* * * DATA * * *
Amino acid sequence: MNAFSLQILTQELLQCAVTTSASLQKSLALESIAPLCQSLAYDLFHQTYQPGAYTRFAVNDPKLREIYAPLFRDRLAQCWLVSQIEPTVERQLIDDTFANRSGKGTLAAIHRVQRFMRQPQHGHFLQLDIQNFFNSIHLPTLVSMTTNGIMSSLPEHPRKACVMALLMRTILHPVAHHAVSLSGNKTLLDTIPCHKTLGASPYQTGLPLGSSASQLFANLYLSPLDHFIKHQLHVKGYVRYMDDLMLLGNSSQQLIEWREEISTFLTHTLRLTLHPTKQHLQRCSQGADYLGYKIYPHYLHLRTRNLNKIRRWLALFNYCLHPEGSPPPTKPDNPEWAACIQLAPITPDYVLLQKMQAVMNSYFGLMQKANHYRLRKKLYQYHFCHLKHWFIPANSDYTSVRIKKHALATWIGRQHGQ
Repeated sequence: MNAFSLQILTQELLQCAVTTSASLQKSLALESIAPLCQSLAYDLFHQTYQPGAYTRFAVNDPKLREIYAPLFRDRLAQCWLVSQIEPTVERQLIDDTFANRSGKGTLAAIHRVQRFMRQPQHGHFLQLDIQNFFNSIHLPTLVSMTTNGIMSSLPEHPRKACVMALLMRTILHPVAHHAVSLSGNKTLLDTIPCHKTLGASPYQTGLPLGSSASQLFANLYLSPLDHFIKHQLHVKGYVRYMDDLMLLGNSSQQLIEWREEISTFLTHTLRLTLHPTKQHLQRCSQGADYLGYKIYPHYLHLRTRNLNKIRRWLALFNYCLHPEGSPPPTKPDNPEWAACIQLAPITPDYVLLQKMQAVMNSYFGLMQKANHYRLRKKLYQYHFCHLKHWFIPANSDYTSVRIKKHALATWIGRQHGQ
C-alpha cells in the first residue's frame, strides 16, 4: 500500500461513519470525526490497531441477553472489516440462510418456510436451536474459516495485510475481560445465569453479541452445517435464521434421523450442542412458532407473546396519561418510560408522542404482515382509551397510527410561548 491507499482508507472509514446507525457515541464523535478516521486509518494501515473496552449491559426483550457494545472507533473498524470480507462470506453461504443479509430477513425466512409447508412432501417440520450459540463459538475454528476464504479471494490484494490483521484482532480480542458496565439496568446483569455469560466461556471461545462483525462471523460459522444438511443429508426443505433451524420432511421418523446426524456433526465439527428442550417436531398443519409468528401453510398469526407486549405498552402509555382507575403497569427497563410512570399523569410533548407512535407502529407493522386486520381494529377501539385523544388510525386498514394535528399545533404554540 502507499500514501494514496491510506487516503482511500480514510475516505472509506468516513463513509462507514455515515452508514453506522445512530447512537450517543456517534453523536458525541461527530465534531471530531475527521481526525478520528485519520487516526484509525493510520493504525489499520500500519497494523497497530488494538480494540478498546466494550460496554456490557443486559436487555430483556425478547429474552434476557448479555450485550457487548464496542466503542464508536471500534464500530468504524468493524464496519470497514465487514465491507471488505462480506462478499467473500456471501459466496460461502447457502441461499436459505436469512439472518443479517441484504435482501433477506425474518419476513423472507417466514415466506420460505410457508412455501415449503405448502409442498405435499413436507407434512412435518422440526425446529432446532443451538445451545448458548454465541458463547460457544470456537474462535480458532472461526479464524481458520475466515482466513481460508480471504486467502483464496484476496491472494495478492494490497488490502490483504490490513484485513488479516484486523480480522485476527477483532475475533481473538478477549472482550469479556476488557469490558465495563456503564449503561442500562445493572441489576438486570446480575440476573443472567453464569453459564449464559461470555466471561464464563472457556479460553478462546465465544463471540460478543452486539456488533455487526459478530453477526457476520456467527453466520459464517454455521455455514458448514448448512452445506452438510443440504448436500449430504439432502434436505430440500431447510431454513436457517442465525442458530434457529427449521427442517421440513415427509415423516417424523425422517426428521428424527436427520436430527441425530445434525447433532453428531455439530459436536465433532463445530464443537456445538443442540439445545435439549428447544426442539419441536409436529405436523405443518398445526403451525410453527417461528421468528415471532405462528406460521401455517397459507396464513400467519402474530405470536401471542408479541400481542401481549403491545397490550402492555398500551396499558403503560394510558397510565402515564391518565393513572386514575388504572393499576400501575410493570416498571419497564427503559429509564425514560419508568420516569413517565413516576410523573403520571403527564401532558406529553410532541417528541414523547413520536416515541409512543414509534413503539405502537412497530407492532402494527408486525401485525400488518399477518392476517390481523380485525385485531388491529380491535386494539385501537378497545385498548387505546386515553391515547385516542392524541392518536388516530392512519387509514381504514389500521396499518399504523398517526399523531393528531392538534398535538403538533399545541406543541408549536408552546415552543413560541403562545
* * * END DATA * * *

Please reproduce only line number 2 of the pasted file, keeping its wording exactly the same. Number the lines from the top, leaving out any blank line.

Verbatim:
Repeated sequence: MNAFSLQILTQELLQCAVTTSASLQKSLALESIAPLCQSLAYDLFHQTYQPGAYTRFAVNDPKLREIYAPLFRDRLAQCWLVSQIEPTVERQLIDDTFANRSGKGTLAAIHRVQRFMRQPQHGHFLQLDIQNFFNSIHLPTLVSMTTNGIMSSLPEHPRKACVMALLMRTILHPVAHHAVSLSGNKTLLDTIPCHKTLGASPYQTGLPLGSSASQLFANLYLSPLDHFIKHQLHVKGYVRYMDDLMLLGNSSQQLIEWREEISTFLTHTLRLTLHPTKQHLQRCSQGADYLGYKIYPHYLHLRTRNLNKIRRWLALFNYCLHPEGSPPPTKPDNPEWAACIQLAPITPDYVLLQKMQAVMNSYFGLMQKANHYRLRKKLYQYHFCHLKHWFIPANSDYTSVRIKKHALATWIGRQHGQ